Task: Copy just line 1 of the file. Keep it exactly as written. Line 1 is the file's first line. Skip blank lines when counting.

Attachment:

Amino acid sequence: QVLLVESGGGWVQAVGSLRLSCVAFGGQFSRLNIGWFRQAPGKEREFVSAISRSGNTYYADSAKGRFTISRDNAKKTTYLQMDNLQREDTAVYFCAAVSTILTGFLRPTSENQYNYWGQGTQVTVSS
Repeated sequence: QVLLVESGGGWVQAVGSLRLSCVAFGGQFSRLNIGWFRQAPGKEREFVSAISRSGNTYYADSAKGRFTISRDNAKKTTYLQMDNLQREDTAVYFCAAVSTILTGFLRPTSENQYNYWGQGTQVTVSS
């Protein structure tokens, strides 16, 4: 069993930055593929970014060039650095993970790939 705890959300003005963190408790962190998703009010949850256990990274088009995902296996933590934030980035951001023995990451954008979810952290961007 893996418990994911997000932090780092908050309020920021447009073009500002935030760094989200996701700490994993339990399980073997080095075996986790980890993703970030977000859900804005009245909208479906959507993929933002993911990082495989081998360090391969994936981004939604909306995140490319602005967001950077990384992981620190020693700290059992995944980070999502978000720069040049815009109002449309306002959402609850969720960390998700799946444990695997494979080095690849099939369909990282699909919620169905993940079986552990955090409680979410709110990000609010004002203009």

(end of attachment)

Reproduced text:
Amino acid sequence: QVLLVESGGGWVQAVGSLRLSCVAFGGQFSRLNIGWFRQAPGKEREFVSAISRSGNTYYADSAKGRFTISRDNAKKTTYLQMDNLQREDTAVYFCAAVSTILTGFLRPTSENQYNYWGQGTQVTVSS